Jennifer is married, Beth is… kind of wishing she was too, but her ultra-cool musician boyfriend isn’t into it. And Beth is the one who becomes increasingly important to Lincoln.

She and Jennifer were both funny, both caring, both smart as whips. But Beth’s whip always caught him by the ankle.

He loved the way she put on kid gloves when Jennifer talked about her marriage and Mitch. He loved the way she riffed on her siblings and her bosses and herself. He tried not to love that she could recite scenes from Ghostbusters and could name all of the original X-Men — because those seemed like reasons a guy would fall for a girl in a Kevin Smith movie.

It’s lovely to see geeky characters who are neither made fun or nor idealized.  Lincoln, who’s never quite recovered from being dumped by his first love,  would look like a total loser on paper — underemployed, lives with his mother, still plays Dungeons and Dragons with his college friends. But he has enduring qualities like loyalty, sincerity, intelligence, and respect for love and relationships. So do his college friends, who would be a bunch of stereotypical dweebs played for laughs elsewhere. Most of them are married, some to each other; they have homes and kids. They still play games because they really like playing games. I was never much of a gamer, but most of my friends were/are, and I appreciate seeing that reality portrayed.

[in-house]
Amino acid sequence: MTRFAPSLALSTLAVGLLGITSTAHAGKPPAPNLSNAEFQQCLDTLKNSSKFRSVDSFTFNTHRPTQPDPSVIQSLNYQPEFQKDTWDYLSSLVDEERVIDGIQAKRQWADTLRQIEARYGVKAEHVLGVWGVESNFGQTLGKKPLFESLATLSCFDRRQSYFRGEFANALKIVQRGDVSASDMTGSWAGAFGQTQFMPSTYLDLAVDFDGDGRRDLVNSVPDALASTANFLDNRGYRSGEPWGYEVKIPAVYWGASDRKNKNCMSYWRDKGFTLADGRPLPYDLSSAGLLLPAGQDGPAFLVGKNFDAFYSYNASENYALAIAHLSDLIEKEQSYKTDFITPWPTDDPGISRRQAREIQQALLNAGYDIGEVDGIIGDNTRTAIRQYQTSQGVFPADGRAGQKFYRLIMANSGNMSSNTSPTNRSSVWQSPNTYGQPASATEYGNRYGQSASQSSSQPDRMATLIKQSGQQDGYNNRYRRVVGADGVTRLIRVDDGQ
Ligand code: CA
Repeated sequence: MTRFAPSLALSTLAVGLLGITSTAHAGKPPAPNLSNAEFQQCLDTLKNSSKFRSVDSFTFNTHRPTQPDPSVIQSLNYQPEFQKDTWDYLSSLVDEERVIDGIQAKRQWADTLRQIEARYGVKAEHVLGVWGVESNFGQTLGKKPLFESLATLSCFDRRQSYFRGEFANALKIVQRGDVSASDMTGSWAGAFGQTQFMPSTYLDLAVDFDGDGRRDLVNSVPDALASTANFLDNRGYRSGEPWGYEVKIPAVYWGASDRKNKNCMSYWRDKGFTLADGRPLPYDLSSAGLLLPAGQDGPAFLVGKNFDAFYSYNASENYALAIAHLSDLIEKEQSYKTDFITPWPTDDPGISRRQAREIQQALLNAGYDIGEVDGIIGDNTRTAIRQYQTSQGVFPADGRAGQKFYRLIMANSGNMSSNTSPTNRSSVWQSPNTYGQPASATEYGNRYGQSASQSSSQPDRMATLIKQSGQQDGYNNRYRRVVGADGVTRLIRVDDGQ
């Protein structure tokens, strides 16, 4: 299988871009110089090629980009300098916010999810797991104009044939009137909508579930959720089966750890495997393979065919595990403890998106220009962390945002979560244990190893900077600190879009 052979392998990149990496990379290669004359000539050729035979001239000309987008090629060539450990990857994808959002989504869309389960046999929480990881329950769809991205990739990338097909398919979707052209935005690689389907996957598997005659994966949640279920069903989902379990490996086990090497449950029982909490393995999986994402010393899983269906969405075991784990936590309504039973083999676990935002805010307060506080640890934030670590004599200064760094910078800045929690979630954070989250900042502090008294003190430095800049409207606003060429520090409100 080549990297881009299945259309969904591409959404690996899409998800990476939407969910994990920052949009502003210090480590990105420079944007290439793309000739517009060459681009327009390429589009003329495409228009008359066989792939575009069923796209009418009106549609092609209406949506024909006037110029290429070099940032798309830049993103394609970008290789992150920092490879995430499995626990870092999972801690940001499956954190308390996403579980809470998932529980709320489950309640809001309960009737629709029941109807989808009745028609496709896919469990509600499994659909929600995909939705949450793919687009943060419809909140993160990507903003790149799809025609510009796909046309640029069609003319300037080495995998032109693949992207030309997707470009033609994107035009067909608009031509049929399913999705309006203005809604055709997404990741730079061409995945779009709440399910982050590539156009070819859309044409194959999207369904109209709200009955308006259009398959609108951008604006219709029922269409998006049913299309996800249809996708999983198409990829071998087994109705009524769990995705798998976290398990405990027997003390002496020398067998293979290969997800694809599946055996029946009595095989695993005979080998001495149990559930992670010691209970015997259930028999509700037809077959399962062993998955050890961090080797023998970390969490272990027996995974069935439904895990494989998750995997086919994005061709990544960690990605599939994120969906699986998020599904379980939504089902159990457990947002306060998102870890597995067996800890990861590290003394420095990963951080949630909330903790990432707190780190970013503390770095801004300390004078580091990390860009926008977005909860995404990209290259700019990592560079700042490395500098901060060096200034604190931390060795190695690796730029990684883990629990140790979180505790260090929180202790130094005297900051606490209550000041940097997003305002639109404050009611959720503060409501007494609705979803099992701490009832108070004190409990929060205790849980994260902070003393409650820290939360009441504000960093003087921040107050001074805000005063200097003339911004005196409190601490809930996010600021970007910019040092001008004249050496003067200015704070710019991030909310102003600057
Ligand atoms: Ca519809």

The book is mainly about Lincoln’s journey to full adulthood,  as he finally starts to let go of the past and blossom as a single guy, and it shows us why he’s an awesome person. He’s so tender and has so much to give; he cares in all the right ways.  We don’t see Beth other than in her emails until the end, but they show her humor and kindness, and the need she has for someone like Lincoln in her life.

This was my second read of Attachments — reading Rowell’s latest book Eleanor and Park made me want to reread it — and on this reading I was struck by a minor subplot about a bar-hopping player type and a woman he picks up. Romantic Lincoln thinks it would be impossible to find true love in a bar, but in fact that presumed one-night stand turns into a genuine relationship. I really liked how Rowell included a very different type of person, pursuing companionship in a very different type of way, but gave him just as happy an ending.  Yes — I won’t say how it works out, but the book does have a happy ending.

I gave Attachments 5 stars on the first reading; I think I liked it slightly less on the second, because I read it too soon after Eleanor and Park, but I’m not changing the grade — it’s an amazing book. You can buy it from Amazon here.

Published by Dutton. Review copy borrowed from the library.

P.S. I can’t write anything about geeks without including this video. It’s the law.

 

Oh reeeeeeeally?

Oh reeeeeeeally?

Saturday, March 9, 2013
Posted in: Azteclady Speaks, Racism
Tags:,

Hello, people, long time no post.

But, as Karen hasn’t revoked my posting privileges 😀 here I am, ready and willing to rouse me some rabble.

To wit: you remember this post? (For those among you who’d rather not follow linkage, Karen blogged briefly about the many excuses black men have not to date black women–mainly the oft mentioned “angry black woman” stereotype.)

Every now and again someone–mostly men, from their comments–drops by with some witticism. Just today I saw this lovely pearl of wisdom, by some intellectual giant by the name of Jonathan:

Black women are the worst human beings on the planet. Their internal sense of inferiority combined with an external braggadocio cause them to act irrationally and obnoxiously in every possible circumstance.